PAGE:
SOA Ontology - Properties represents and representedBy

Figure 3. The SOA-O represents and representedBy Properties.

It is important to understand the distinction between using an element (E1) and using another element (E2) that represents E1. If E1 changes, then anyone using E1 directly would experience a change, but someone using E2 would not experience any change.

When applying the architectural abstraction via the represents property there are three different architectural choices that can be made:

  1. An element represents another element in a very literal way, simply by hiding the existence of that element and any changes to it. There will be a one-to-one relationship between the instance of Element and the (different) instance of Element that it represents. E.g. a broker acting as an intermediary between a seller (who does not wish to be known) and a buyer.
  2. An element represents a particular aspect of another element. There will be a many-to-one relationship between many instances of Element (each of which represents a different aspect), and one (different) instance of Element. A simple real-world example is the notion that the same person can play (be represented by) many different roles.
  3. An element is an abstraction that can represent many other elements. There will be a one-to-many relationship between one instance of Element (as an abstraction) and many other instances of Element. A simple real-world example is the notion of an architectural blueprint representing an abstraction of many different buildings being built according to that blueprint.

Note that in most cases an instance of Element will represent only one kind of thing. Specifically, an instance of Element will typically represent instances of at most one of the classes System, Service, HumanActor, and Task (with the exception of the case where the same thing is both an instance of System and an instance of Actor).

Example

Assume a company wants to form a new organizational unit (O1). There are two ways of doing this:

  1.  Define the new organization directly as a collection of people P1, P2, P3, and P4. This means that the new organization is perceived to be a leaf in the organizational hierarchy, and that any exchange of personnel means that its definition needs to change.
  2. Define the new organization as a higher-level organizational construct, joining together two existing organizations O3 and O4. Coincidentally, O3 and O4 between them may have the same four people P1, P2, P3, P4, but the new organization really doesn’t know, and any member of O3 and O4 can be changed without needing to change the definition of the new organization. Furthermore, any member of O3 is intrinsically not working in the same organization as the members of O4 (in fact, need not even be aware of them) – contrary to the first option where P1, P2, P3, P4 are all colleagues in the same new organization. In this way the abstraction aspect of the represent property induces an important difference in the semantics of the collection defining the new organization. Any instantiation of the ontology can and should use the represents and representedBy properties to define the implied semantics and lines of visibility/change crisply.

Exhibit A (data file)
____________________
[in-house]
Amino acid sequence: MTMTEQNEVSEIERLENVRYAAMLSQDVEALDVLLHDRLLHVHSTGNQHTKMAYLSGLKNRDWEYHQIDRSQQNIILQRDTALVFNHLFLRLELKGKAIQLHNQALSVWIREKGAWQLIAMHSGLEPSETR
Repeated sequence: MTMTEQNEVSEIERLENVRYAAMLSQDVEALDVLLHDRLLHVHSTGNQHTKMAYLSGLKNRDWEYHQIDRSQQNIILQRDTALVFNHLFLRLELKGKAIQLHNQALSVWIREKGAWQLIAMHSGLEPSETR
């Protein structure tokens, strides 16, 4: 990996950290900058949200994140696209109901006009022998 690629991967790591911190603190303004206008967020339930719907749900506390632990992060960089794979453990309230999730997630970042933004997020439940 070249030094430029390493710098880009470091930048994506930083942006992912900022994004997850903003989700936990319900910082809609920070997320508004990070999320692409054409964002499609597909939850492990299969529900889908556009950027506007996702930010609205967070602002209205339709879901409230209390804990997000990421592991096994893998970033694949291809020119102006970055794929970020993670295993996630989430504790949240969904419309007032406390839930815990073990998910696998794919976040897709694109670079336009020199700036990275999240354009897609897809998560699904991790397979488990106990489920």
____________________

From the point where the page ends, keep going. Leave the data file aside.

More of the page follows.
Previous: Service Oriented Architecture Ontology – SOA-O – Introduction
Next: SOA-O – HumanActor and Task Classes

SOA-O – HumanActor and Task Classes

People, organizations, and the things they do are important aspects of SOA systems. HumanActor and Task capture this as another set of core concepts of the ontology. Both are concepts that are generic and have relevance outside the domain of SOA. For the purposes of the SOA-O we have chosen to give them specific scope in that tasks are intrinsically atomic (corresponding to, for instance, the Business Process Modeling Notation (BPMN) 2.0 definition of task) and human actors are restricted to people and organizations.

This chapter describes the following classes of the SOA-O:

  • HumanActor
  • Task

In addition, it defines the following properties:

  • does and doneBy

HumanActor Class

 

A human actor is a person or an organization. The concept of human actor is captured by the HumanActor OWL class, which is illustrated below:

SOA-O - HumanActor Class

Figure 1. SOA-O HumanActor Class.

HumanActor is defined as disjoint with the Service and Task classes. Instances of these classes are considered not to be people or organizations. HumanActor is specifically not defined as disjoint with System since an organization in many cases is in fact just a particular kind of system. We choose not to define a special intersection class to represent this fact.

The uses and usedBy Properties Applied to HumanActor

In one direction, a human actor can itself use things such as services, systems, and other human actors. In the other direction, a human actor can, for instance, be used by another actor or by a system (as an element within that system such as a human actor in a process).